Pirelli and Ferrari, always together in the Challenge | Pirelli

Pirelli and Ferrari, always together in the Challenge

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There is an important chapter all about technology and racing that begins exactly halfway through the big book of the Pirelli's 150-year-long history and it is painted Ferrari red.

The partnership between the company founded by Leopoldo Pirelli in 1872 and the one created by Enzo Ferrari began at the very beginning of the latter in Maranello in 1947 and has been consolidated over time on roads and race tracks worldwide. Pirelli has been a partner and title sponsor of the Ferrari Challenge, this year in its 30th edition, since the beginning, earning a privileged place in this long relationship, packed with successes not only in racing.

Since 1992, the Ferrari Challenge Pirelli has featured a line-up of seven road-legal GTs of ever-increasing power, seven faster and faster racing variants and seven specific tyre sets in a continuous exchange of experience and know-how between the track and road that has contributed in a major way to the evolution of the solutions offered by Pirelli to all motorists in terms of safety and reliability.

“The Ferrari Challenge is motor racing at the highest level, but it is also something more. The professional drivers are joined on the track by gentlemen drivers, amateurs who, away from the races, express the tastes and trends of many motorists and are an invaluable source of inspiration for our engineers”, explained Mattero Braga, Head of GT Activities at Pirelli. “The tyres are always developed for the Challenge in parallel with the car, as is often the case with the road cars of all our customers, using virtual design at the beginning to cut back outdoor test sessions and prototype production. Our work kicks off at least a year before the official launch in the Championship and aims at optimising the drivability and performance for all drivers, regardless of their background, in all tarmac conditions”.


It all began in 1992 with the Ferrari 348 Challenge, derived from the 348 TB and TS of 1989, of which it retained the 3.5-litre V8 engine, capable of delivering 320 hp. Compared to the road-legal version, the 348 Challenge was equipped with a kit that included 17-inch slicks specially developed by Pirelli with different sizes on the front and rear axles (245/620-17 and 265/640-17). The tyres were derived – like the car – from the road versions. The moulds of the regular production P Zero were used but with a dedicated structure and compound to make them.

In 1996 came the turn of the 355 Challenge that competed alongside the 348 for a time. The 355 also originated from the road-legal car with which it shared the 380 hp engine. The safety equipment, adapted for track use, was different. The 18-inch tyres developed by Pirelli specifically for the Challenge were also new and among the first of this size. This turned out to be a far-sighted choice, not only on the track, where they lasted for over ten years but also for the road-legal solutions. The 18-inch size is the standard today for premium vehicles, but back then it was only fitted on racing cars.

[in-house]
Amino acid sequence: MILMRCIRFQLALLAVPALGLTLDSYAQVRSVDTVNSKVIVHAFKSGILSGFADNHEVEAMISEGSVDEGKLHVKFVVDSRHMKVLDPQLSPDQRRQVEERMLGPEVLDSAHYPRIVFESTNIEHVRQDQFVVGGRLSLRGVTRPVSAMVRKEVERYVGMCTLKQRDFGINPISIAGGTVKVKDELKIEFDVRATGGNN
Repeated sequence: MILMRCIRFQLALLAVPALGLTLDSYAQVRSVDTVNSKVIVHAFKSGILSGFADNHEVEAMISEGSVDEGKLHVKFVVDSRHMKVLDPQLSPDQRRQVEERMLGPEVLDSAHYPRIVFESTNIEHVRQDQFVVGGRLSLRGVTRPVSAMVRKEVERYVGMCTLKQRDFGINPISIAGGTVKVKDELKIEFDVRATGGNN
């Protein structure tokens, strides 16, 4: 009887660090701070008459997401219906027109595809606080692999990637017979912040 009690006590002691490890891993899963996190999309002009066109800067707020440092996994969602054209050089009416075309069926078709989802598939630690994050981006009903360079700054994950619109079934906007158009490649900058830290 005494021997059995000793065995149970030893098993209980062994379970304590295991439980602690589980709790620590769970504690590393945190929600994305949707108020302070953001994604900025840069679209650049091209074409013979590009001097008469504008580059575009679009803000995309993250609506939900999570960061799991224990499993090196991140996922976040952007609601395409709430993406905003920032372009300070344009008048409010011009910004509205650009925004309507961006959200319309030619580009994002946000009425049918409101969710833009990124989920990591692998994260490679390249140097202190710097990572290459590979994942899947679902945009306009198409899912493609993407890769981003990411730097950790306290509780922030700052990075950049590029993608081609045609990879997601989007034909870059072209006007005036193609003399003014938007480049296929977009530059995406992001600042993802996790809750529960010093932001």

The 360 Challenge derived from the 360 Modena debuted in 2000. It had the same power as the 400 hp, which was upped to 415 the following year, but with a lighter weight. And what about the tyres? Only a few tweaks were needed in terms of structures and compounds. The P Zero made for the 360 were so advanced that they could handle the increased power of the new car.

Power levels soared with the 430 Challenge a few years later, to 490 hp – equal to that of the road-legal version – but with many innovations carried over directly from F1. These include the first carboceramic braking system on a Ferrari racing car. The tyres followed the acceleration in technology. The first 19-inch size slick and rain tyres – the latter with a special design for “full wet” performance – paved the way for the hyper-specialised tyre models.

The Ferrari 458 Italia hit the track in 2010. It was 100 kg lighter than the road-legal version but with the same 570 hp engine. It had track-oriented electronic mapping, a racing exhaust system and an electronic rear differential. The tyres are called upon to play their part in supporting these innovations. The 19-inch tyres were still up to the task but Pirelli engineers worked on compounds and structure to optimise performance even further.

The turbine hiss was first heard in the Challenge in 2016 – the year of the turbos – with the new Ferrari 488, the first supercharged car to race in the one-make championship. Compared to the 458, it delivered 100 hp more power and lap times dropped considerably. Pirelli developed new sizes for the P Zero tyres which supported the car's unprecedented performance.


The seventh star of the Challenge is the Ferrari 488 Evo, launched in 2020, for which Pirelli developed a completely new tyre set. Particular attention was paid to the materials and structure of the front tyres to maximise the optimised aerodynamics of the car.

This will be the GT kitted out with next-generation tyres that will run the 30th-anniversary race of the Challenge championship. After Europe, the Challenge has conquered the United States and Asia and wherever it goes it always combines the dedicated expertise of the people with the most advanced and challenging technologies. An important Ferrari red fragment of history defined by continuously raising the bar that Pirelli has been on for the past 150 years.